What not to Feed Your Rabbit This Easter

Religious symbolism aside, nothing quite says Easter, especially to younger people than chocolate eggs and bunny rabbits. A rabbit is often the first pet we receive as children and aims to teach them how to look after another living creature.

Bugs Bunny and a range of other cartoons and movies usually associate rabbits with eating only one thing, carrots! We see it as children and could be forgiven for thinking there is little else, but that’s not the case. With Easter inevitably coming along, let’s take a look at what you can feed your rabbit, but also what NOT to feed them!

Food Your Rabbits Can & Can’t Eat

When looking at what to feed your rabbit, it’s important to think about them, not in a contact pagehutch

, but out in the wild. Before they were domesticated, and still now, wild rabbits don’t eat fruit and vegetables. Whilst it can be a nice treat every so often for your caged pet, carrots and lettuce (and similar vegetables) shouldn’t form the main part of your rabbit’s diet. The problem with those foods is that they are high in sugar, albeit natural sugar. If you want to give your rabbit some fresh vegetables, choose leafy greens or grass.

Can Rabbits Eat Lettuce?

The other problem with lettuce is that it contains a chemical called lactucarium, which, in large quantities, can be harmful. It’s a milky fluid that is secreted by a number of lettuce varieties from the stem. It’s worth bearing in mind that we say ‘large quantities’ when talking about a small rabbit, it doesn’t have to be very much from our perspective to be considered large to them.

With lettuce, it’s also worth noting that the different varieties have different implications for your rabbit. If the lettuce leaves are lighter in colour, you’ll find that they’re mostly water and therefore, offer very little in terms of nutritional value. If you’re going to give them lettuce, then choose varieties that have darker leaves and are more fibrous in nature. This will mean that they are higher in fibre and will have more nutrients. That said, that shouldn’t mean you give them it too often. If you’re going to add lettuces like romaine to your rabbit’s diet, do it gradually to avoid stomach upsets.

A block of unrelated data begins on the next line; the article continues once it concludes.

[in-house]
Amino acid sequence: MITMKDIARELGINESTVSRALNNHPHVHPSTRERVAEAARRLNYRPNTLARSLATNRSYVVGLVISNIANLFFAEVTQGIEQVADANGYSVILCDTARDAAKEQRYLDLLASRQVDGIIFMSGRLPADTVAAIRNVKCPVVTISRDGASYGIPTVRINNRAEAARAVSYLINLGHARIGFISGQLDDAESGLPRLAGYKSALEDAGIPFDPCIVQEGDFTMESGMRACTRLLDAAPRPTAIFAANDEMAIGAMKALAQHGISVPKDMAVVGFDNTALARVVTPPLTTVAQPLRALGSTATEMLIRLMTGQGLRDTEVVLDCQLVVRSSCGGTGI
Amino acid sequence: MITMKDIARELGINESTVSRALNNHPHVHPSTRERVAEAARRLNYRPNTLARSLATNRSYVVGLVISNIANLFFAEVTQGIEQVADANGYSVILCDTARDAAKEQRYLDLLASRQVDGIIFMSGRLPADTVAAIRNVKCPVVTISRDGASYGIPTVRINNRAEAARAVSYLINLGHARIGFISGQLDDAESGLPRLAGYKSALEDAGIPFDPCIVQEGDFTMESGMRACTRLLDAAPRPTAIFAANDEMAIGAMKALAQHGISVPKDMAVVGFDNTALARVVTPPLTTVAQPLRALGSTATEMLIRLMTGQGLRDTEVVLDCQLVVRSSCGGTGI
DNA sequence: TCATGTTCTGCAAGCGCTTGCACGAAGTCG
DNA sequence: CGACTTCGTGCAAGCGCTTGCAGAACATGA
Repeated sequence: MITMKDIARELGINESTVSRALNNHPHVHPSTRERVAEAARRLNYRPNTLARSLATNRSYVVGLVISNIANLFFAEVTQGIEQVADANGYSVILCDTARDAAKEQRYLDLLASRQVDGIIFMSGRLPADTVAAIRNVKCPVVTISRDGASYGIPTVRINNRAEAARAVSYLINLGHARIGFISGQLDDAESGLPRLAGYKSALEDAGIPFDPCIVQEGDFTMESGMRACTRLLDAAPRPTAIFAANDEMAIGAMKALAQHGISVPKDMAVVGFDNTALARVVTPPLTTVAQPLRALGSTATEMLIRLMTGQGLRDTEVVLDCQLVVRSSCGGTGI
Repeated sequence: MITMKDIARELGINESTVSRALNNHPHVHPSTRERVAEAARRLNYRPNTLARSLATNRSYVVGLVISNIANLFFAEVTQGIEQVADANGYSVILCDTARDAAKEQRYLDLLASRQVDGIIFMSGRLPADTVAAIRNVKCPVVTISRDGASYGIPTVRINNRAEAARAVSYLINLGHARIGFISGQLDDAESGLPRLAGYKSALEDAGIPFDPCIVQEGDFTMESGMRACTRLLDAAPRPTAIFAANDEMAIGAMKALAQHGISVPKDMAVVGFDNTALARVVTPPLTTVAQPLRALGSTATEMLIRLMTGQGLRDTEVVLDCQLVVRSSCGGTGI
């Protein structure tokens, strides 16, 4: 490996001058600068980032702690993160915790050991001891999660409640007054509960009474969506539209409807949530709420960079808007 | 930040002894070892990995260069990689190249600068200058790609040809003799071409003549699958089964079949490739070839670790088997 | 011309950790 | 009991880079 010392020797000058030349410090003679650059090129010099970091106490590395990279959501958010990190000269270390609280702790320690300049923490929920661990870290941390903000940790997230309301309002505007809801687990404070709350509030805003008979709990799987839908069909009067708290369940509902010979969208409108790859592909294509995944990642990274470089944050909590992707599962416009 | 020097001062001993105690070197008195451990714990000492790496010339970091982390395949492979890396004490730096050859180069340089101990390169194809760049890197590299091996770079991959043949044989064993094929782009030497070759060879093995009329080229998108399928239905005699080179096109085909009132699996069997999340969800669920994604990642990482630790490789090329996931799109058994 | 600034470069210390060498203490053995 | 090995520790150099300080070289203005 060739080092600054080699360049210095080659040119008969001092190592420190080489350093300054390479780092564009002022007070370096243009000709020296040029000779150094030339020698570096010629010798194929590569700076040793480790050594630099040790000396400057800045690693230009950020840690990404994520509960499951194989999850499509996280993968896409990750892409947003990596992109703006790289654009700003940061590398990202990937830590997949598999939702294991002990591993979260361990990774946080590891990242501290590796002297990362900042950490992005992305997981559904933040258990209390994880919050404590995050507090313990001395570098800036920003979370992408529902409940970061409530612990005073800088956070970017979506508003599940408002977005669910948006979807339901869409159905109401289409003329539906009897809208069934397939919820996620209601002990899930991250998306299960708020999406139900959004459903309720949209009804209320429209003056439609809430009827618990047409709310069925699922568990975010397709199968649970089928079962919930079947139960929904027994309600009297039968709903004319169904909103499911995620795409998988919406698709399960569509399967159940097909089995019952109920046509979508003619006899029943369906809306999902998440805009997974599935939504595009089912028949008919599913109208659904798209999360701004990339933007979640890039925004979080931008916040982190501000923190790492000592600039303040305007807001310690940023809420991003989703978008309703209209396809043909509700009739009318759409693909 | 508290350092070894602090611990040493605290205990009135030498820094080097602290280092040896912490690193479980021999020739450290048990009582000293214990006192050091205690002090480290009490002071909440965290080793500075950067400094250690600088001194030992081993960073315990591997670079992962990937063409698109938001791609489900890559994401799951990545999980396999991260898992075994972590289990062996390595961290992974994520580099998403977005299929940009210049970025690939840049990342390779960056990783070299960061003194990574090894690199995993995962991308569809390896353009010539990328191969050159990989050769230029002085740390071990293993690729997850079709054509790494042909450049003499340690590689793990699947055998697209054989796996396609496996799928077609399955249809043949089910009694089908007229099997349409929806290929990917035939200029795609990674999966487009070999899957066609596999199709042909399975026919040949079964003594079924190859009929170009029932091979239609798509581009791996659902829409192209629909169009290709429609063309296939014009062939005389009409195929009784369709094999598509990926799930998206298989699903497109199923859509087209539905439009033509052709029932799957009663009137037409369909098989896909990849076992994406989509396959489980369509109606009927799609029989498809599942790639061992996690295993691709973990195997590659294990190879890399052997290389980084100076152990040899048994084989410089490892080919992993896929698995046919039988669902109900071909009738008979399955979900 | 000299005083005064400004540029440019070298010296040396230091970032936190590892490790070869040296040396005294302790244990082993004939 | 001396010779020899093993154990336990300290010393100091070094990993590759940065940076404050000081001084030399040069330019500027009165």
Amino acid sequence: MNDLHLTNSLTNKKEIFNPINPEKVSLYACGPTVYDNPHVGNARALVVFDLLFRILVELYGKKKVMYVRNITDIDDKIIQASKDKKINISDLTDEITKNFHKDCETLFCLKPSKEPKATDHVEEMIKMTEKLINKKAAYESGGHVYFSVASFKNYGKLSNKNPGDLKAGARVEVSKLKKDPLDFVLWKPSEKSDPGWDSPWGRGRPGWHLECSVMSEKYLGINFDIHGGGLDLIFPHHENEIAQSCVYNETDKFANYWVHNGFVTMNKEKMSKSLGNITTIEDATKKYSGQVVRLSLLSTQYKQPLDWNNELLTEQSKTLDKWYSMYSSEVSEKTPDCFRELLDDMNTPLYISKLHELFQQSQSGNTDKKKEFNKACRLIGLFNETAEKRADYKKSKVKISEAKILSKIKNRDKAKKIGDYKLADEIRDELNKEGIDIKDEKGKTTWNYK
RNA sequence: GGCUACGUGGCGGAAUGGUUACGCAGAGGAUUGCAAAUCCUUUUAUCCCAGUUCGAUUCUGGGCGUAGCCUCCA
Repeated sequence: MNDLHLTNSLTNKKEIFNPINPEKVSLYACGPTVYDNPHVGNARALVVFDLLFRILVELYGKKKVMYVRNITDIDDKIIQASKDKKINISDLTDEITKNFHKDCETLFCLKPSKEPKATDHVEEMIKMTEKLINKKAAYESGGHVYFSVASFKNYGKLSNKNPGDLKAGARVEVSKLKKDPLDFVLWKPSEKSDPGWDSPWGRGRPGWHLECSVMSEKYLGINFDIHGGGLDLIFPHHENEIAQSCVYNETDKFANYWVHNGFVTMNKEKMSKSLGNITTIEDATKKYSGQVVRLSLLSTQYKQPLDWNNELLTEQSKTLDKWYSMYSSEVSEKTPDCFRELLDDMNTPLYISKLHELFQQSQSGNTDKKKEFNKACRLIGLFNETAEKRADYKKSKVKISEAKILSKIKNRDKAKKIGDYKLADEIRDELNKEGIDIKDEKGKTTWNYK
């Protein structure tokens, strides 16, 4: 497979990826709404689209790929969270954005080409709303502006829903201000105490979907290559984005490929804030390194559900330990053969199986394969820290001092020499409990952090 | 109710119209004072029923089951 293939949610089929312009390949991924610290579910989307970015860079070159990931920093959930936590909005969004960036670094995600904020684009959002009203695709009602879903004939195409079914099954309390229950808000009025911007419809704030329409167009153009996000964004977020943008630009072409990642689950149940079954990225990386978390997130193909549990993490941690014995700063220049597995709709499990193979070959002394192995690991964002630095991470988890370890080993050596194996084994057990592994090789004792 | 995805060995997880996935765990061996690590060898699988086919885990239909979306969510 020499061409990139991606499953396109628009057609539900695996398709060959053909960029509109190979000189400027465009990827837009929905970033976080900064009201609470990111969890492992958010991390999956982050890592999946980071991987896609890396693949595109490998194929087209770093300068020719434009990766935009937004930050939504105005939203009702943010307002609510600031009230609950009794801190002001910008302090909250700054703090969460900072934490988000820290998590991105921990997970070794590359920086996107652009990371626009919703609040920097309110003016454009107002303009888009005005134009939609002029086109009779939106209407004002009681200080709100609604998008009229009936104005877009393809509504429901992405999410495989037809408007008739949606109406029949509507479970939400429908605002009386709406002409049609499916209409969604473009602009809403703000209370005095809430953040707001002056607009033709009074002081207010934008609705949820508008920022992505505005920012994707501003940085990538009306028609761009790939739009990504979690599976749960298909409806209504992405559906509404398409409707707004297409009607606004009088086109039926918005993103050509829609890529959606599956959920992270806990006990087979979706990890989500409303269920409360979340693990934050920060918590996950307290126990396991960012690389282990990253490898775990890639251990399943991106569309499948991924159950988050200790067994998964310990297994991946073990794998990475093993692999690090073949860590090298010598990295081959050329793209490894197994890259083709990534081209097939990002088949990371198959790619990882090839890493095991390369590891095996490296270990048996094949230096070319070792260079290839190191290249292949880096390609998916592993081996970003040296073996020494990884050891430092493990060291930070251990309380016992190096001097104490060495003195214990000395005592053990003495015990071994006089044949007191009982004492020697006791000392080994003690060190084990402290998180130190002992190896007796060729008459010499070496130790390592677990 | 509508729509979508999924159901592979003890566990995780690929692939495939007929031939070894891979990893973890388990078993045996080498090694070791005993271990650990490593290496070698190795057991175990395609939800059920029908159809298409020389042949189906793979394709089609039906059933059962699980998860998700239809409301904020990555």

Little girl in white dress eating carrots with her pet rabbit

Can Rabbits Eat Muesli?

As humans learn more about healthy eating, breakfast cereals and muesli begin to overtake the full English breakfast. Whilst it might be good for us, muesli is bad for your rabbit. Whilst it might look perfect to give to your bunny, it can cause some serious health problems for them. Keep the so-called ‘rabbit food’ for humans.

Other Foods Your Rabbit Shouldn’t Eat

Whilst we’re on the subject, other foods to avoid giving to rabbits include things like avocados, chard (aka silverbeet), bread, pasta, biscuits, yoghurt drops, and walnuts. If you’ve got a hamster and want to combine food, then try to avoid doing that too. It won’t necessarily harm them, but hamsters and rabbits have very different dietary requirements. Rabbits need high-fibre foods and hamster food will not offer that to them.

Can Rabbits Eat Hay?

The best thing to give your rabbit to eat is probably going to be already in good supply in your home and that is hay! Hay isn’t just to be used for their bedding. Providing it’s fresh and dust-free, hay should be the main dietary source for your rabbits. Hay helps them to keep their teeth clean and their stomach’s healthy. Not only that, but it encourages your rabbit to forage and graze. A natural instinct for rabbits that can get lost when living in a hutch.

Can Rabbits Eat Chocolate?

There’s no denying that rabbits and chocolate are quintessentially associated with Easter, but when it comes to real life, they should never be mixed. Never ever give a rabbit a bar of chocolate as it can be poisonous. Stick with the tips above, keep the chocolate for you and you’ll both have a great time this Easter.

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